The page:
Joodith
Liz and Sarabeth have been friends since childhood. Liz’s easy-going, laid back family is the perfect antidote to Sarabath’s painful and awkward homelife; her parents are withdrawn, her mother suffers from depression and Sarahbeth often feels motherless. Now into adulthood they are still the best of friends; Liz is married to Brody and has two children, Lauren and Joe, but Sarahbeth stumbles from one love affair to the next, confiding in Liz, needing her comfort and support.

Suddenly, without wa...more
Tina
The story of an old friendship, love and marriage, motherhood, depression, finding yourself - or at least accepting yourself.

The characters were well developed - so much that I found myself angry at them and was talking to them while reading the book!

I like the way Packer tells a story. I come away with a perfect picture of scenes and places and yet I realize that she doesn't give lengthy descriptions with every detail.
Marian
Jul 06, 2007 Marian rated it 2 of 5 stars  ·  review of another edition
Recommends it for: yuppies, I guess
I got this book free from ALA and, since I didn't like her last book I should have known I probably wouldn't like this either. Which I didn't. It's not that the writing is BAD, but Packer tells not shows, and the story seems overly wrought and the characters self-absorbed. Packer's depressed teenager character's thoughts and mannerisms seem to have been lifted from a primer on depression. Totally skippable.
Holly Burns
Eh, I don't know -- it was pleasant enough, I suppose. But I didn't much care what happened to anyone. Actually, I found about 70% of the characters really whiny and irritating. And Packer's interpretation of how teenagers "talk" was a little cringe-worthy. I sort of just kept reading it because it was pretty inoffensive, but it did sort of go ON AND ON without much really happening.
CLM
I didn't dislike this book but didn't like it all that much either. The characters were very annoying: at times convincing but at others absurd. I did like the lampshades that Sarabeth made but found Liz's obsession with the bench odd when she showed no other artistic inclinations at all.
Susan
Sep 10, 2007 Susan rated it 1 of 5 stars  ·  review of another edition
Recommends it for: nobody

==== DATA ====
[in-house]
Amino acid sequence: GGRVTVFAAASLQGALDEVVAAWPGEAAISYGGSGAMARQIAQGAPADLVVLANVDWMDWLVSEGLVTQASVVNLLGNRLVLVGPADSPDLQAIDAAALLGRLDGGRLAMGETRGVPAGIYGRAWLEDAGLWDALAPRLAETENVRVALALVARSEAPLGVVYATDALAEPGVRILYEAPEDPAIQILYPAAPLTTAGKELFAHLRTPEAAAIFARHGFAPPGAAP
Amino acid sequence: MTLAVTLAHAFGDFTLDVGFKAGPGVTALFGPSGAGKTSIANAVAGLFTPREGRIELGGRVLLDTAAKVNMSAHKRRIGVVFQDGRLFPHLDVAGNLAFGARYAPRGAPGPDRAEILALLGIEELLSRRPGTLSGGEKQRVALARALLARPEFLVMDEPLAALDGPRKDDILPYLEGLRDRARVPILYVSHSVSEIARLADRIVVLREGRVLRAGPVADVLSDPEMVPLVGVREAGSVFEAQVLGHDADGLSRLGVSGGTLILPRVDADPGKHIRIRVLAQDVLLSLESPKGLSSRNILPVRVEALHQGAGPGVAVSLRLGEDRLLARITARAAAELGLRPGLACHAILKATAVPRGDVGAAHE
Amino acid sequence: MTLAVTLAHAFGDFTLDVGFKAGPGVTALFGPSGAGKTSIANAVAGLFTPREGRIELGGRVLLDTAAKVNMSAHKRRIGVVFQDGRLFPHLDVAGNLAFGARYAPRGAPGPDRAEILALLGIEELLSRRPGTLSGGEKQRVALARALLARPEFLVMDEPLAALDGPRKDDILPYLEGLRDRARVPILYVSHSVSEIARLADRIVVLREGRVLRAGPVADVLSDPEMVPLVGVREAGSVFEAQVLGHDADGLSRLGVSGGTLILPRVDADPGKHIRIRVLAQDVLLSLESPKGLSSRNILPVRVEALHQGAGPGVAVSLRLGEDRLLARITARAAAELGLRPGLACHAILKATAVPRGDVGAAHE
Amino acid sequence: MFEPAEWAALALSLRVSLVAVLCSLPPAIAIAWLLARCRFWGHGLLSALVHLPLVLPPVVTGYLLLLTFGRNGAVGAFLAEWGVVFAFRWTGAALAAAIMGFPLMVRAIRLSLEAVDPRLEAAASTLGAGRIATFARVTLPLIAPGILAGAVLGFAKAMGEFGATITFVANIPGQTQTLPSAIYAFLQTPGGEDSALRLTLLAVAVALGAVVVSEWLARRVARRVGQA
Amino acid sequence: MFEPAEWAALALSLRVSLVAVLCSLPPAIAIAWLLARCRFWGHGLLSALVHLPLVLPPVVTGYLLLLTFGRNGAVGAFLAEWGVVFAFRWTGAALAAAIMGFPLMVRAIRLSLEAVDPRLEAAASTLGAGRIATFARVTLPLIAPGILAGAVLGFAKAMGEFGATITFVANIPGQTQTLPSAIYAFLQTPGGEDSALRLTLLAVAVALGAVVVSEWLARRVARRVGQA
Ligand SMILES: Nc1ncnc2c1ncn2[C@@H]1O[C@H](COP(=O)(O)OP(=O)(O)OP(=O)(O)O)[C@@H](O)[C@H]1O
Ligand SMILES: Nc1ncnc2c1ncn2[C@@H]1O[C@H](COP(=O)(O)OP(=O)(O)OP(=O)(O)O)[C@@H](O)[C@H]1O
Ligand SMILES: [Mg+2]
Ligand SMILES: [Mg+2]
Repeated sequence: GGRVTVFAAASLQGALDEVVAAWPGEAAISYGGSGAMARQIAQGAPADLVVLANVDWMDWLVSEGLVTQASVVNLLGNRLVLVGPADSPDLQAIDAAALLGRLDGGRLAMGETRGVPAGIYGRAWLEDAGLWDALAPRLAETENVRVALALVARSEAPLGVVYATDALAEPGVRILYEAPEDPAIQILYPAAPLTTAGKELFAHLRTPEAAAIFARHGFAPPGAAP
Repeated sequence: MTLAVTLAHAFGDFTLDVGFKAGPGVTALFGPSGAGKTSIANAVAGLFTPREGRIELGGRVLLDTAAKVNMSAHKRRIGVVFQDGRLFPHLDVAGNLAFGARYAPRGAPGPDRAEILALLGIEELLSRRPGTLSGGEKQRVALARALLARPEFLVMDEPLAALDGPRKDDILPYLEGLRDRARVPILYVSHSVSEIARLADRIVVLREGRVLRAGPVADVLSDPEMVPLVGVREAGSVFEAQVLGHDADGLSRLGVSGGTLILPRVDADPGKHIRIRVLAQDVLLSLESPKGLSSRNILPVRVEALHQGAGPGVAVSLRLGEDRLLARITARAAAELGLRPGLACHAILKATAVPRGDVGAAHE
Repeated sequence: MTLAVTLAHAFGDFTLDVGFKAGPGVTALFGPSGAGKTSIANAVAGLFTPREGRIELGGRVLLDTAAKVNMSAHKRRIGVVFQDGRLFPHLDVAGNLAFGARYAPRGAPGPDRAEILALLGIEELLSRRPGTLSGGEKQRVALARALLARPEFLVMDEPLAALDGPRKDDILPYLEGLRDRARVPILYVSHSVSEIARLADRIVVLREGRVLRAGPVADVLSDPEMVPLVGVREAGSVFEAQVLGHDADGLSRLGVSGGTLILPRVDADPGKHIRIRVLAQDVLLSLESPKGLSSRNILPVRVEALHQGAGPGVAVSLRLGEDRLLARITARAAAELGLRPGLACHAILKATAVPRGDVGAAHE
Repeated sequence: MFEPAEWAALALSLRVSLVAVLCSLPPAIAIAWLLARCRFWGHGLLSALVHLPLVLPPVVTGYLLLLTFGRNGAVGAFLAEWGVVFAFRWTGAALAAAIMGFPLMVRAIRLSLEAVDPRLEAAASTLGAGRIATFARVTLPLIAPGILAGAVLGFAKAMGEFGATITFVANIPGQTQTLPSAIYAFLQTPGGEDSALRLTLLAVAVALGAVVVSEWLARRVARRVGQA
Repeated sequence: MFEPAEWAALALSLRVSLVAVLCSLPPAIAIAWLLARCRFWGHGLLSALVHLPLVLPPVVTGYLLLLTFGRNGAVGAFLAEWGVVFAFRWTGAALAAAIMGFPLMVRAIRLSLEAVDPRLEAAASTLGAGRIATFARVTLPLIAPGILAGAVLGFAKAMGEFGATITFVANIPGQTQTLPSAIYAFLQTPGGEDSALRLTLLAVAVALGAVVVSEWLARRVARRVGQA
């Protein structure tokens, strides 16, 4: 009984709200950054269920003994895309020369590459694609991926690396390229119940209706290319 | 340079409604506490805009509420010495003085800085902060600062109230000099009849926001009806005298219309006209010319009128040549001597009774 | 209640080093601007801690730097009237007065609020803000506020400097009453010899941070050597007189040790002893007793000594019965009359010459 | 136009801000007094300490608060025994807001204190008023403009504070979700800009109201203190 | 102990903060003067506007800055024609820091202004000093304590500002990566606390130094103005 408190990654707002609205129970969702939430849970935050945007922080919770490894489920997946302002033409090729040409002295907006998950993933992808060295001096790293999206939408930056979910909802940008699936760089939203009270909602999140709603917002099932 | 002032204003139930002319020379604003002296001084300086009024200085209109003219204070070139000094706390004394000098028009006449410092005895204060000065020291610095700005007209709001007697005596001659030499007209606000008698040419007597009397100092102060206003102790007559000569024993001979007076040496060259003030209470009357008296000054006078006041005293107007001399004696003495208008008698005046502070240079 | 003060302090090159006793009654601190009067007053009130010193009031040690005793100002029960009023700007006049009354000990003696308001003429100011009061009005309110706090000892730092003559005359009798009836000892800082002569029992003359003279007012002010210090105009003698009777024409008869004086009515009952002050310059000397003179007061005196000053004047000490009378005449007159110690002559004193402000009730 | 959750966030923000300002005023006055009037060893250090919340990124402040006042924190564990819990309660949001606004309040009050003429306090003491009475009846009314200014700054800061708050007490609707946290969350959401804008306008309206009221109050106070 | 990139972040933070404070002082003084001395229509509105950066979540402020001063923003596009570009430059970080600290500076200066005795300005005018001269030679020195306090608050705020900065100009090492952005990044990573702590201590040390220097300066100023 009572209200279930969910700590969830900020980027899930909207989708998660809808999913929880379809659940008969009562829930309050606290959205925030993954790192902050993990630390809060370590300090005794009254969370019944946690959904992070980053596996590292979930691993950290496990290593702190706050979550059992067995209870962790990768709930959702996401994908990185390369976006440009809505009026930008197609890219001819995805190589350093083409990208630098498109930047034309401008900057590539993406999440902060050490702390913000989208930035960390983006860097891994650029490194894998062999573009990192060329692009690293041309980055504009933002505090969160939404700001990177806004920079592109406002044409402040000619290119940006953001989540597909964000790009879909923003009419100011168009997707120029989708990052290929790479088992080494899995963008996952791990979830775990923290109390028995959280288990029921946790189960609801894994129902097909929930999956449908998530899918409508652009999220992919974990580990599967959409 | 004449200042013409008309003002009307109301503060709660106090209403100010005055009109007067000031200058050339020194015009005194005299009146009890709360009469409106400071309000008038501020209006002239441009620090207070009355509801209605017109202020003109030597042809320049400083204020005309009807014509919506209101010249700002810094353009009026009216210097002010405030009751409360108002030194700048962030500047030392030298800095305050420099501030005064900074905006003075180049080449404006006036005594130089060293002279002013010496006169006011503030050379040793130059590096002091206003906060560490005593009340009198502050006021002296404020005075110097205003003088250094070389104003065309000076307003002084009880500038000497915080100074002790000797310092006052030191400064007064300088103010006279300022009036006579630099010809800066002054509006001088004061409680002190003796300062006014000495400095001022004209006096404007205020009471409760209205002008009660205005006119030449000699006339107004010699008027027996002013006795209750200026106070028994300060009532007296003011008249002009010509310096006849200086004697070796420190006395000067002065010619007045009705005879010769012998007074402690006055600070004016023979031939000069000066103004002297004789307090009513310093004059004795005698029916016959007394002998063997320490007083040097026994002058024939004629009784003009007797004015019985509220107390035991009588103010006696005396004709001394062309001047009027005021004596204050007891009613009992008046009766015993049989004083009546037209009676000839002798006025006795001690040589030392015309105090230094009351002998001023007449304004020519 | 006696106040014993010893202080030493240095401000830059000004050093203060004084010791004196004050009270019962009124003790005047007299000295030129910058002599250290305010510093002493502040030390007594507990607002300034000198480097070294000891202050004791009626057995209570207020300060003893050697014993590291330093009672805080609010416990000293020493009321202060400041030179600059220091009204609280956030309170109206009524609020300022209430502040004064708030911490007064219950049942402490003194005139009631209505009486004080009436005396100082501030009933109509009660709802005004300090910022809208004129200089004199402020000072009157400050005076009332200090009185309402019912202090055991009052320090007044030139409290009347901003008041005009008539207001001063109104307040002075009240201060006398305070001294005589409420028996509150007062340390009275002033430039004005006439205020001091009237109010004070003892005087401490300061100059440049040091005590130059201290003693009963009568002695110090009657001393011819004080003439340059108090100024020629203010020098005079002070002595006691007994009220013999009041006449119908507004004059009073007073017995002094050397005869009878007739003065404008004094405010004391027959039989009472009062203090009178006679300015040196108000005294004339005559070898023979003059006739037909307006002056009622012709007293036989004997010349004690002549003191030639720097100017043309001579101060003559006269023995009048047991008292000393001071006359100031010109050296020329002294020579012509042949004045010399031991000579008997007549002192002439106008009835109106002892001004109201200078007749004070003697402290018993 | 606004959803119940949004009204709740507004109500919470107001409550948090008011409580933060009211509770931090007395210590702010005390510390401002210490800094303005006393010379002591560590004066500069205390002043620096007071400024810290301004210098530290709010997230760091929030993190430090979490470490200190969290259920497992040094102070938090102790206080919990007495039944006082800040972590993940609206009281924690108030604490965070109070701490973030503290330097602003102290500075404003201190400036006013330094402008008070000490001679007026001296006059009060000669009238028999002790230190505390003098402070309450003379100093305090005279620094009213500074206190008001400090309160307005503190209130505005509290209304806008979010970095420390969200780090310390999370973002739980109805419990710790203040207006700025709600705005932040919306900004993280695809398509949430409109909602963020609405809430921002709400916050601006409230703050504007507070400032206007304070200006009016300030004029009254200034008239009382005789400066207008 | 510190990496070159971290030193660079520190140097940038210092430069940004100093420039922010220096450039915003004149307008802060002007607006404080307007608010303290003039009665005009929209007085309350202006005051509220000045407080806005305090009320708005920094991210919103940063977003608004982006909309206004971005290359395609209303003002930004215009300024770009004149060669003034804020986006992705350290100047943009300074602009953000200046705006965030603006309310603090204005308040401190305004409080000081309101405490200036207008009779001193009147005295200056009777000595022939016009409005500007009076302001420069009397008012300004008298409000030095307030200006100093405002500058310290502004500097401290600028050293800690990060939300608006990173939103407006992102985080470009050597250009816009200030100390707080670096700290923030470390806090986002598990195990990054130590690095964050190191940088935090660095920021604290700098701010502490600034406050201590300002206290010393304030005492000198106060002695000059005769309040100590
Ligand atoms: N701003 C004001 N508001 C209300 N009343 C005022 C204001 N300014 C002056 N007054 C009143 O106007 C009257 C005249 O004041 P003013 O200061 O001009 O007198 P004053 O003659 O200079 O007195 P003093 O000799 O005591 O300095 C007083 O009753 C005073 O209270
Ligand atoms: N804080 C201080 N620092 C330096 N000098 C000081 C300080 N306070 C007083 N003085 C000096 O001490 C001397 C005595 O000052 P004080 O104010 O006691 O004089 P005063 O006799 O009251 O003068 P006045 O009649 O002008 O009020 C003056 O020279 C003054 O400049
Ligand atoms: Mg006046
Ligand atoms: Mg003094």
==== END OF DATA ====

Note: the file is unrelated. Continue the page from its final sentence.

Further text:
This is one time when a classy cover doesn't match the book story, which is turning out to be a semi-boring and rather depressing one. I gave up after 110 pages because I can't imagine a friendship between two women being like this, and well ... frankly I don't care how it ends.
Karen
Sep 24, 2007 Karen rated it 4 of 5 stars  ·  review of another edition
Recommends it for: anyone
I enjoyed Packers' first book, The Dive From Clausen's Pier, but I liked this second book even better. The characters are not perfect and there is not a happily ever after ending, but there was more resolution at the end than TDFCP. I read this one in a day and am very glad that I did.
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Ann Packer is an American novelist and short story writer, perhaps best known for her critically acclaimed first novel The Dive From Clausen's Pier. She is the recipient of a James Michener Award and a National Endowment for the Arts fellowship. Packer is the daughter of Stanford University law professor Herbert L. Packer and Nancy Packer, a writer and former professor of English and creative writ...more
More about Ann Packer...
The Dive From Clausen's Pier Swim Back to Me Mendocino: And Other Stories The Children's Crusade: A Novel Ploughshares Fall 1993 : The Passage of Time

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“She was one of those people who seemed to regard busyness as a contest you could win.
p. 246”
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“Sarabeth wondered at the sheer energy it must have taken for her mother to be dissatisfied by so much. Her psyche was like a huge grid of mousetraps, set to spring at the lightest touch. There were traps for Sarabeth's father,traps for Sarabeth. The biggest trap, though, was the grid itself,the trap of being Lorelei.” 1 likes